I followed FR-64 as it bent south. I was looking for a lesser track that continued east. I found it, but not being confident it was the right one, I walked a little more south and saw nothing else encouraging, so I hiked back to the track and started in. It turned out to be a good trail, an ATV track that is now way too narrow to be driven on by an ATV. It is strictly a hiking path these days.

On the satellite images online, I knew the existence of this path, but it appeared to skirt the Bean Peaks to the north. My plan was to stay on it as long as it continued to head east and uphill. I assumed I would have to do some off-trail bushwhacking, but the path kept going up, and to my surprise, went to the top! In fact, it ended at the base of a pile of rocks about 15 feet high. This was unexpected. I was expecting a forested hump, not a cool open rock outcrop. I walked up an easy ramp and was on top the summit, with fantastic views in all directions.

I took a longer break to rest and have some Gatorade, plus snap more photos. To the east were Spruce Mountain, Mount Union, Mount Tritle and Maverick Butte (looking left to right). To the west was Mount Francis. To the north I could see Bill Williams Peak, and barely make out Humphreys Peak. The day was lovely and clear. The only clouds were way to the north, already surrounding Bill Williams and Humphreys.

Hiking down, all was dandy, then I caught my right foot on a twig. Then my left foot caught the same twig and suddenly, I was pitching forward into the brush. I was able to get my feet untangled and stay upright, but it was close. I was fortunate to have a little open space to run into to use up my momentum. And at that very moment, the two guys I spoke with earlier came walking up. They asked if I was okay. I said I was, the only thing I hurt was my pride. I pretended I meant to stumble, but they were smarter than to believe me. They were real cool.

I was back to my car quickly. This hike wasn't long, about 1.6 miles round trip, taking 90 minutes. It was close to 11 a.m. now, and I decided I got what I came for and felt I should head home to do some work, if there was some for me to do. I took the scenic route down the grade into Yarnell, where I stopped to walk the small park/memorial for the Granite Mountain Hotshot crew that were killed in 2013 in the Yarnell Fire. My last time here, the park was closed. This time, it was open and I walked it briefly to pay my respects.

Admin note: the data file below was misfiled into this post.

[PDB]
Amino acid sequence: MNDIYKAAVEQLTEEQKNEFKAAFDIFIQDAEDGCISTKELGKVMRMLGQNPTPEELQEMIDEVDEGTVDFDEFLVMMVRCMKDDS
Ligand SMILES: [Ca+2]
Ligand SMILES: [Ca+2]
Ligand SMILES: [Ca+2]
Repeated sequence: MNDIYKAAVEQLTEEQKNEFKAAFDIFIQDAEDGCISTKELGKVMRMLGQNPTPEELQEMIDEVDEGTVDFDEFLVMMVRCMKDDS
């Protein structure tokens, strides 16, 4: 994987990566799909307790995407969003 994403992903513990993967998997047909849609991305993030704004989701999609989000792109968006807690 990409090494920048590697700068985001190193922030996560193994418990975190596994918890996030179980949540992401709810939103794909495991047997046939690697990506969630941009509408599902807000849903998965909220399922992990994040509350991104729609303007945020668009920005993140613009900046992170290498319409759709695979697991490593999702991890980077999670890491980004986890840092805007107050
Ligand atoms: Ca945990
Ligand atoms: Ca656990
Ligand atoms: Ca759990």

From here, I followed AZ-89 down the Yarnell Grade, then into Wickenburg, across highway AZ-74 and then Interstate-17, the suckiest interstate that ever sucked, to Loop-101 and home, arriving at 1:30 p.m.. I showered, did laundry and yes, had some tasks waiting for me to complete. I felt useful.

Today went well. I was happy to get out for the day, and had no real delays or obstructions the entire time. It was a good-medicine day.

Last night, I looked up an old lady-friend of mine to see what she was up to these days. We have not emailed one another in many years. I wasn't planning to contact her, I just wanted to see if she was okay. We dated back in the 1990s and our split was amicable, and we stayed in slight contact over the years (she moved back to Ohio). Well, the first link was her obituary. What a kick in the gut. She passed back in December. I had no idea until now. She was a fine woman and one I respected and loved very much. I am saddened by her passing and have only good memories. She came into my life exactly at the moment I needed someone like her to come into my life, and I'll be forever grateful.

Give your loved ones a hug right now, and if they're not local, a quick text, email or phone call to tell them you love them.

(c) 2022 Scott Surgent. For entertainment purposes only. This report is not meant to replace maps, compass, gps and other common sense hiking/navigation items. Neither I nor the webhost can be held responsible for unfortunate situations that may arise based on these trip reports. Conditions (physical and legal) change over time! Some of these hikes are major mountaineering or backpacking endeavors that require skill, proper gear, proper fitness and general experience. .